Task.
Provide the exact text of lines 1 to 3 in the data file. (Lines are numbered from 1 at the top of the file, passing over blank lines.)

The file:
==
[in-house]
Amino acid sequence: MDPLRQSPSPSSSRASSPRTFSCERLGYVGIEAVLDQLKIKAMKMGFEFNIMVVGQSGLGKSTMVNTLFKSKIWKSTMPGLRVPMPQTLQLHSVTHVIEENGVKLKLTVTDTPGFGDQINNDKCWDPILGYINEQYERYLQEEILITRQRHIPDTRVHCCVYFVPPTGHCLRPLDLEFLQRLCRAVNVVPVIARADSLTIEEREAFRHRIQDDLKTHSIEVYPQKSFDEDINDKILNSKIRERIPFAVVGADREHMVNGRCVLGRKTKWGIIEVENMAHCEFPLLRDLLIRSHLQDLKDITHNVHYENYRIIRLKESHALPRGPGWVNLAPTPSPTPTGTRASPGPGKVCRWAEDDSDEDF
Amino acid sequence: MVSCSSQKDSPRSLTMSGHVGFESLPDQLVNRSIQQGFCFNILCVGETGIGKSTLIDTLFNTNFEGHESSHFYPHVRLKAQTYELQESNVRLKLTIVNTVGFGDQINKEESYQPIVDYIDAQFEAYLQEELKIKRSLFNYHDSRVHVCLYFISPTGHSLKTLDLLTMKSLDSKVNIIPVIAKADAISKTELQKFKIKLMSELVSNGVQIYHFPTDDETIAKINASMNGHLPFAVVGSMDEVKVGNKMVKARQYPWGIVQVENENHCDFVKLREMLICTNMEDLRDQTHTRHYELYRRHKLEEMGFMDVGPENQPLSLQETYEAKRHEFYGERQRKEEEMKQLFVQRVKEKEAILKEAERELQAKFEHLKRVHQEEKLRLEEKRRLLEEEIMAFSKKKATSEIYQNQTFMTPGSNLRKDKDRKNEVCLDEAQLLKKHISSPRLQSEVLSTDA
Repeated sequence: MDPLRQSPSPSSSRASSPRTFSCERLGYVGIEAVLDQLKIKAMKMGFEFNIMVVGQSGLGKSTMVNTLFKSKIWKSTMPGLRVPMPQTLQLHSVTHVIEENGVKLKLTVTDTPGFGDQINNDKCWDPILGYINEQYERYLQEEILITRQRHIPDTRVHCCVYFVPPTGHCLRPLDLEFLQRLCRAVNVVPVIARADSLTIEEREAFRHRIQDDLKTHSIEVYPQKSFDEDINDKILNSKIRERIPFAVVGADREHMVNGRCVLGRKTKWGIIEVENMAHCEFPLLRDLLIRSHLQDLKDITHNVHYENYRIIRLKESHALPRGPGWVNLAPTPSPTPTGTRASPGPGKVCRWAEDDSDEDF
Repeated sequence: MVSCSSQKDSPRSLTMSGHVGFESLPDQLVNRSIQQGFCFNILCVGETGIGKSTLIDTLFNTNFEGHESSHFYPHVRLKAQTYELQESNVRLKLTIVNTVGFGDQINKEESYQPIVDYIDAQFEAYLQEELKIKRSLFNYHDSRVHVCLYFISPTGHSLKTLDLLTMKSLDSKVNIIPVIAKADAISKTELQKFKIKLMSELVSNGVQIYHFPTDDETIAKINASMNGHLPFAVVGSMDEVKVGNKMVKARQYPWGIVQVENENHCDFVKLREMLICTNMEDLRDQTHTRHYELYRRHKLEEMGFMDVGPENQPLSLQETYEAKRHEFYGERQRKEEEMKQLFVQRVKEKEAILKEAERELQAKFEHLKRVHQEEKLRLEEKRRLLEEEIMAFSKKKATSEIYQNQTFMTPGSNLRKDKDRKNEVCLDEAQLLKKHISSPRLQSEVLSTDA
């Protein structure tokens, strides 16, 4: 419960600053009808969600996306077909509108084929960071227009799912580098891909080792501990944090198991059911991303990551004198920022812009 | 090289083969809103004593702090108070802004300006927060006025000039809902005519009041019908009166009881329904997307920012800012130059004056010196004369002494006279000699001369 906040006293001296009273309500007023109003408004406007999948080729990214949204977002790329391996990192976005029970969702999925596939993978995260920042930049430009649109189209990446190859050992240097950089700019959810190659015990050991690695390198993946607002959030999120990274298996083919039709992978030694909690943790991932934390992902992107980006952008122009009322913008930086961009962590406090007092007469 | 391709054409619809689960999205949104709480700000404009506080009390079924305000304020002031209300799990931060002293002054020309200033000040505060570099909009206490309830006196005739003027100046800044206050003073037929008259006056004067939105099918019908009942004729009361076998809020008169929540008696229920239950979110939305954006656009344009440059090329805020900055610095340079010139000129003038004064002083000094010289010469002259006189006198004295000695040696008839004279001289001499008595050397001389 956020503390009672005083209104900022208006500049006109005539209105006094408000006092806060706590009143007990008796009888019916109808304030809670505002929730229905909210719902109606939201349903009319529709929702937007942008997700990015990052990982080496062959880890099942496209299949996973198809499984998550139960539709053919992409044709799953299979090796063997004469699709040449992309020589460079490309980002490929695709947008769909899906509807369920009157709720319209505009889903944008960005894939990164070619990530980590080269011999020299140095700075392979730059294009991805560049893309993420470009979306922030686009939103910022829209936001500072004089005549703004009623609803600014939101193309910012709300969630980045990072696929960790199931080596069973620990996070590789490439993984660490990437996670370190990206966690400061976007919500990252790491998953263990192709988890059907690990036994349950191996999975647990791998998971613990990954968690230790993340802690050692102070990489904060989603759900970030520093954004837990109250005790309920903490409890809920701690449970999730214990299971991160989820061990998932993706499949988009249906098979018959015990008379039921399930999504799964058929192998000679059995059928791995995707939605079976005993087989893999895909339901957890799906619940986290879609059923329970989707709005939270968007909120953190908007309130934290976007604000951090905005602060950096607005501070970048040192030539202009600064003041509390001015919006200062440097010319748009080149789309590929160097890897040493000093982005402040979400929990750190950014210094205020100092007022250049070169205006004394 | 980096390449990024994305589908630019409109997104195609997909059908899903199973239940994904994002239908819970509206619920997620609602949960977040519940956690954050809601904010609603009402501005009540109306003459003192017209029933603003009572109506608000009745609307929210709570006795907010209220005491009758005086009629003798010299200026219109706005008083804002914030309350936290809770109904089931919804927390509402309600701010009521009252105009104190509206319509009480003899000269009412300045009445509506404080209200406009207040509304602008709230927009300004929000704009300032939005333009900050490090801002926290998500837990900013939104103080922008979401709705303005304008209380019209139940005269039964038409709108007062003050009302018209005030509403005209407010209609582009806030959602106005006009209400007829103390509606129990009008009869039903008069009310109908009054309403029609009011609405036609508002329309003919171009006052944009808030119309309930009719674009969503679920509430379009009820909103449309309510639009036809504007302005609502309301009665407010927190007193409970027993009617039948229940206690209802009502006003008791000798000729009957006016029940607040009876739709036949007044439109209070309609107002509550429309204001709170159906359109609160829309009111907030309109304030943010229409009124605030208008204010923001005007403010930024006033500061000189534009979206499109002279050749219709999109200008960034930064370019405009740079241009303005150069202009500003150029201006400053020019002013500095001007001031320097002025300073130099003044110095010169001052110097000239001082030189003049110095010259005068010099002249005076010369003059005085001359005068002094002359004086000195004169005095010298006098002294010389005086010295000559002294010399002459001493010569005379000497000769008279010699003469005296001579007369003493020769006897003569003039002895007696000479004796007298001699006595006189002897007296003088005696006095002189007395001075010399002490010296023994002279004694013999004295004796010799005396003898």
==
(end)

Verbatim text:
[in-house]
Amino acid sequence: MDPLRQSPSPSSSRASSPRTFSCERLGYVGIEAVLDQLKIKAMKMGFEFNIMVVGQSGLGKSTMVNTLFKSKIWKSTMPGLRVPMPQTLQLHSVTHVIEENGVKLKLTVTDTPGFGDQINNDKCWDPILGYINEQYERYLQEEILITRQRHIPDTRVHCCVYFVPPTGHCLRPLDLEFLQRLCRAVNVVPVIARADSLTIEEREAFRHRIQDDLKTHSIEVYPQKSFDEDINDKILNSKIRERIPFAVVGADREHMVNGRCVLGRKTKWGIIEVENMAHCEFPLLRDLLIRSHLQDLKDITHNVHYENYRIIRLKESHALPRGPGWVNLAPTPSPTPTGTRASPGPGKVCRWAEDDSDEDF
Amino acid sequence: MVSCSSQKDSPRSLTMSGHVGFESLPDQLVNRSIQQGFCFNILCVGETGIGKSTLIDTLFNTNFEGHESSHFYPHVRLKAQTYELQESNVRLKLTIVNTVGFGDQINKEESYQPIVDYIDAQFEAYLQEELKIKRSLFNYHDSRVHVCLYFISPTGHSLKTLDLLTMKSLDSKVNIIPVIAKADAISKTELQKFKIKLMSELVSNGVQIYHFPTDDETIAKINASMNGHLPFAVVGSMDEVKVGNKMVKARQYPWGIVQVENENHCDFVKLREMLICTNMEDLRDQTHTRHYELYRRHKLEEMGFMDVGPENQPLSLQETYEAKRHEFYGERQRKEEEMKQLFVQRVKEKEAILKEAERELQAKFEHLKRVHQEEKLRLEEKRRLLEEEIMAFSKKKATSEIYQNQTFMTPGSNLRKDKDRKNEVCLDEAQLLKKHISSPRLQSEVLSTDA